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Some senators want to expand telemedicine service via Medicare



The U.S. Senate Chamber.

A bipartisan group of U.S. senators are introducing a bill  to  expand telemedicine service through Medicare benefits.

Modern Healthcare reports that the  Creating Opportunities Now for Necessary and Effective Care Technologies (CONNECT) for Health Act (PDF), “would expand the use of remote patient-monitoring for some patients with chronic conditions, increase telemedicine services in community health centers and rural health clinics, and provide basic telemedicine benefits through Medicare Advantage.”

Backers also tout the measure as having the added benefit of helping providers meet the goals of the Medicare Access and CHIP Reauthorization Act and the Merit-based Incentive Payment System.

The CONNECT Act  is supported by  several industry groups, including America’s Health Insurance Plans, the American Heart Association and Kaiser Permanente.

“This bill would ensure that patients and their physicians are able to use new technologies that remove barriers to timely quality care. Importantly, the bill would maintain high standards whether a patient is seeing a physician in an office or via telemedicine,” said Dr. Steven J. Stack, president of the American Medical Association.

Heart Assn. focuses on social determinants of heart health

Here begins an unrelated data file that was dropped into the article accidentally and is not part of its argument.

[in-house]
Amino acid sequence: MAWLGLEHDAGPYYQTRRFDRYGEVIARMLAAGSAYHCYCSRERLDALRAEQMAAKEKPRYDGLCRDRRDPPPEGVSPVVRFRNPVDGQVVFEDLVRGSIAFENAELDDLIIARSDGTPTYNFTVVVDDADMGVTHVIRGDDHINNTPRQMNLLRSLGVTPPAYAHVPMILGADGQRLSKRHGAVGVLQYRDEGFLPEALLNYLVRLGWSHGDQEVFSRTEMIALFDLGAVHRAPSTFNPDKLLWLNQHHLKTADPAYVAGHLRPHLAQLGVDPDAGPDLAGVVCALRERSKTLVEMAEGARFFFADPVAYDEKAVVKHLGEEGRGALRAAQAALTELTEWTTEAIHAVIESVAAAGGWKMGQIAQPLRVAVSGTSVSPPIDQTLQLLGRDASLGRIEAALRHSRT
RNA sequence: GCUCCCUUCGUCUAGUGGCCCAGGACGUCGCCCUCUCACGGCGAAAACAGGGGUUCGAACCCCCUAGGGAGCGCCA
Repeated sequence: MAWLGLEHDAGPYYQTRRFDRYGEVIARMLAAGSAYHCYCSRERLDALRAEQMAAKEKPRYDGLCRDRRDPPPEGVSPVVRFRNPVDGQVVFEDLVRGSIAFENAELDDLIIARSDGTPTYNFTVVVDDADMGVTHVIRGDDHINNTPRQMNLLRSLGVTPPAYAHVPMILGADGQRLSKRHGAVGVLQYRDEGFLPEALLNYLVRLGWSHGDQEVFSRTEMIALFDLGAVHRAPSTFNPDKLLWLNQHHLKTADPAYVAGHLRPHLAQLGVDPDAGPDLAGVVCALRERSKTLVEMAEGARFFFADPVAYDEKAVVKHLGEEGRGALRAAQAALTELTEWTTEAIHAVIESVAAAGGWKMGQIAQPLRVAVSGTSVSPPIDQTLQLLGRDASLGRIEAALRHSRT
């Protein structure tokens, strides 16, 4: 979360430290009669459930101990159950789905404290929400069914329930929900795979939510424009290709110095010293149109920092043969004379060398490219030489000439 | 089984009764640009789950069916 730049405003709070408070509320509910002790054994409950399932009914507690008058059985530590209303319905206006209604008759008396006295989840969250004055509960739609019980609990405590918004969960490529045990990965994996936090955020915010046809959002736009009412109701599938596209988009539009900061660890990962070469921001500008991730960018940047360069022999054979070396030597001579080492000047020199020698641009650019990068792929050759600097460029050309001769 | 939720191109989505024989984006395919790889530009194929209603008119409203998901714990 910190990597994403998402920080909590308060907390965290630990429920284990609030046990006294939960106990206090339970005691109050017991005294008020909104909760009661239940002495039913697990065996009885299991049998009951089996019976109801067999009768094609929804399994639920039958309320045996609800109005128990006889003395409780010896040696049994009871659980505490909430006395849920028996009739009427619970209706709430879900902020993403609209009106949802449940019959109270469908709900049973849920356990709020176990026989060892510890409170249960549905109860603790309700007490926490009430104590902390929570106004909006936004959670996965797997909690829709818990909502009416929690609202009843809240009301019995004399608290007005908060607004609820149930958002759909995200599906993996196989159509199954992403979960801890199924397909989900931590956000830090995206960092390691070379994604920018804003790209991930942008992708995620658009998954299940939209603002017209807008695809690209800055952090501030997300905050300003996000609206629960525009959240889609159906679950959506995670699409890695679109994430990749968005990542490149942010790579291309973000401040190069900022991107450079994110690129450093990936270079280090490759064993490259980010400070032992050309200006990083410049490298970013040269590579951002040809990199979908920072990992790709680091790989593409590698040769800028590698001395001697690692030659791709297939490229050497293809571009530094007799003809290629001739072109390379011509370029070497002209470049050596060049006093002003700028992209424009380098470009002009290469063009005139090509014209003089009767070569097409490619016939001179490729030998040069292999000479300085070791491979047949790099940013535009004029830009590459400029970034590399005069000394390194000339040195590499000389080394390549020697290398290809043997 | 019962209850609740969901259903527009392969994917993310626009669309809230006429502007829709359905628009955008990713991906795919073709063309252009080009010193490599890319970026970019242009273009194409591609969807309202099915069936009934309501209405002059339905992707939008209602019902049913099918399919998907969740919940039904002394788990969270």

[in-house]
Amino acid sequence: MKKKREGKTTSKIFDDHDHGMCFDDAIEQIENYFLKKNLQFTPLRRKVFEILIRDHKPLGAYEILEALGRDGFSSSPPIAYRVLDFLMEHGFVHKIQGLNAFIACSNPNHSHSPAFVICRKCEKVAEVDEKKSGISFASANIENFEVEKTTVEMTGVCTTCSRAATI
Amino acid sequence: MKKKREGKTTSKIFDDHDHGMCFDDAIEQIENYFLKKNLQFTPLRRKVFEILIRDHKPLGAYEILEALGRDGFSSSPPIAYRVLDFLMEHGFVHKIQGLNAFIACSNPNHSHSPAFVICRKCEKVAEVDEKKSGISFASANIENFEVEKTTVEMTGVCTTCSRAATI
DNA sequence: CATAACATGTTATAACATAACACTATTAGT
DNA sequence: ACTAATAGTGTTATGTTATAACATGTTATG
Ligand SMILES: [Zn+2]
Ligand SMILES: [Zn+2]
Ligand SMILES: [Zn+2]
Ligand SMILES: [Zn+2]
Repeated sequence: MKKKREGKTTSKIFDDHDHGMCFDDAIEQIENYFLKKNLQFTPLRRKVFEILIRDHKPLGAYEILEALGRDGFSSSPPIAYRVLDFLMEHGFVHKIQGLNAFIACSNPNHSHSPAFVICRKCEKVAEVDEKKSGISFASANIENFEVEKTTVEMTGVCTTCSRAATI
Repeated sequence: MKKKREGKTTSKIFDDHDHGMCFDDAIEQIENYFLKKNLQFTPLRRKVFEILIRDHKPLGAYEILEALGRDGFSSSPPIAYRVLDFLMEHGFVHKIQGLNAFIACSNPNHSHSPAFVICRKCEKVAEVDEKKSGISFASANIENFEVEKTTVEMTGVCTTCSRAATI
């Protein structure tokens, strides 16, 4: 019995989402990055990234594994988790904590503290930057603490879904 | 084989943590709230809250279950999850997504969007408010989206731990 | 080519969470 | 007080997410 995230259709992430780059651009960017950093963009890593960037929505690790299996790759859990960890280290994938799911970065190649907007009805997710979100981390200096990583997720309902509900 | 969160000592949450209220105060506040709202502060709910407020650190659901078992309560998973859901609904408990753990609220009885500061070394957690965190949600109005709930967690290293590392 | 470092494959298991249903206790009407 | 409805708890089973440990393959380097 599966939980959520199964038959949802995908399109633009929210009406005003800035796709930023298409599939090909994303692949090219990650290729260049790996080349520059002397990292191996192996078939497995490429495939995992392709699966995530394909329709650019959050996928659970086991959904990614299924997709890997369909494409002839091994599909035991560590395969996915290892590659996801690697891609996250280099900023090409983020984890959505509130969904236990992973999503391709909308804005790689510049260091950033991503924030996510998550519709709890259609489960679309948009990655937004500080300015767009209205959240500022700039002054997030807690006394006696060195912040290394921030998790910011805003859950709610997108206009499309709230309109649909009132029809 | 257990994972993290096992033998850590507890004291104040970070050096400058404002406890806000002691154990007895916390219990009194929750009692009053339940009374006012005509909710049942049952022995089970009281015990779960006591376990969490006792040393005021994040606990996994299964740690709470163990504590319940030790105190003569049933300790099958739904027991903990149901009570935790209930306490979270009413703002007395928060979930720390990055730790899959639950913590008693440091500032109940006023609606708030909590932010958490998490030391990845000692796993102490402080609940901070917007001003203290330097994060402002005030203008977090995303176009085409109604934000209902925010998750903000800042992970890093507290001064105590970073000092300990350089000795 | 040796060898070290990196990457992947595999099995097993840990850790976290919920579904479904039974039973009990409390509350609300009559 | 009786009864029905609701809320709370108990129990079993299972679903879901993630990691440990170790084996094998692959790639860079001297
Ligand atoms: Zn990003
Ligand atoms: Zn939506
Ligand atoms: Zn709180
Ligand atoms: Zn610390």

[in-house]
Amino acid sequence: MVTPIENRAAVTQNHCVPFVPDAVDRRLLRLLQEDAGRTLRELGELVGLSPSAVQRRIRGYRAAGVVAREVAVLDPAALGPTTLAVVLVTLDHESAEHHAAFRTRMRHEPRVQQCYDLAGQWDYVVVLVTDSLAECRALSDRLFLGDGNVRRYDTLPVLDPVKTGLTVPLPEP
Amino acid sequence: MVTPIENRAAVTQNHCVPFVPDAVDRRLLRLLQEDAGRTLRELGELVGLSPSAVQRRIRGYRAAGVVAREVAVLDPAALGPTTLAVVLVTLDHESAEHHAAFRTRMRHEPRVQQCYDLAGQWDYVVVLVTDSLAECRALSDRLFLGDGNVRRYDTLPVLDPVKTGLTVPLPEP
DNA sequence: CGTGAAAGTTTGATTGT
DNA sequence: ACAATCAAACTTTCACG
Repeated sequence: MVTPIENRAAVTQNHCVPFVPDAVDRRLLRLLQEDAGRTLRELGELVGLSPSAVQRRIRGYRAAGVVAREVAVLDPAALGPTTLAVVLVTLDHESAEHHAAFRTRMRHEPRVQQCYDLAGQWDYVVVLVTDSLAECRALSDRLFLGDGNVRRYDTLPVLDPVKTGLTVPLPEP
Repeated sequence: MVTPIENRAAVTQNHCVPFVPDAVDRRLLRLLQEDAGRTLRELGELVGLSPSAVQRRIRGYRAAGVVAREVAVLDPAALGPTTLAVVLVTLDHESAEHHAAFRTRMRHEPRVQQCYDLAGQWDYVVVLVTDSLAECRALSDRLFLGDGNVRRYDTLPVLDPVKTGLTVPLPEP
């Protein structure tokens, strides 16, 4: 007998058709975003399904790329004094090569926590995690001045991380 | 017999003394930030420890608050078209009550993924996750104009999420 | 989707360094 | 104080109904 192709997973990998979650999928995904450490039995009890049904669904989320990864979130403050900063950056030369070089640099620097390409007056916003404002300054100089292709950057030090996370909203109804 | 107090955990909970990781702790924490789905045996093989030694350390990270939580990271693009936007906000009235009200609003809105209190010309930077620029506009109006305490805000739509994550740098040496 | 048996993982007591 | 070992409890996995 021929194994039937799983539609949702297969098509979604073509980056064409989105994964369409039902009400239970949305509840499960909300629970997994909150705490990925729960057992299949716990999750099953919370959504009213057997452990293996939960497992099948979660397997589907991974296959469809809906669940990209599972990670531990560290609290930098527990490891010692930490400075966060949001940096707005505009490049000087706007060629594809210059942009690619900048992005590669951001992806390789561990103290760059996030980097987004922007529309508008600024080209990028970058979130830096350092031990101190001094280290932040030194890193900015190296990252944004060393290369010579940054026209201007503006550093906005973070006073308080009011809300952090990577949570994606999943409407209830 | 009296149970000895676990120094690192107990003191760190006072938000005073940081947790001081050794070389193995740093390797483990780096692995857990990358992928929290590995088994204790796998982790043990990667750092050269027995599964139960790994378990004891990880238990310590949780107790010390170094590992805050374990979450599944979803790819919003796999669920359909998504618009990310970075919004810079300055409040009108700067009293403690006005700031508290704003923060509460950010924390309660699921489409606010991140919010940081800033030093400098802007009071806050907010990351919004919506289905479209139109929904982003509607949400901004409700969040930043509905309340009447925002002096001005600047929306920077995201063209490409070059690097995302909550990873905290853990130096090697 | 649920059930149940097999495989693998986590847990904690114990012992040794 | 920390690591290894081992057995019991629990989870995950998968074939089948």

The American Heart Association  is urging public- and private-sector healthcare policymakers to pay  more attention to the social factors that influence heart health, such as race, education and location.

This all comes under what we at Cambridge Management Group have long worked to understand  and address — the social determinants of health.

“What we’re discovering is that this is a very complicated space and there may be a number of variables beyond people’s control that have an impact on their health,” Dr. Clyde Yancy, an author of the report, told Reuters. Dr. Yancy  is chief of cardiology at Northwestern University’s Feinberg School of Medicine, in Chicago.

He gave as an example  new research suggesting that local pollution levels are tied to the risk of high blood pressure, among an area’s population.

The AHA group  notes that deaths from cardiovascular disease have declined since the 1970s thanks to advances in prevention and treatment.

But the group noted  that not all groups have benefited equally across economic, racial and ethnic groups. “Overall population health cannot improve if parts of the population do not benefit from improvements in prevention and treatment,” it wrote.

They cited social and economic status, race, ethnicity, social support, culture and language, access to care and place of residence as determining factors of health.




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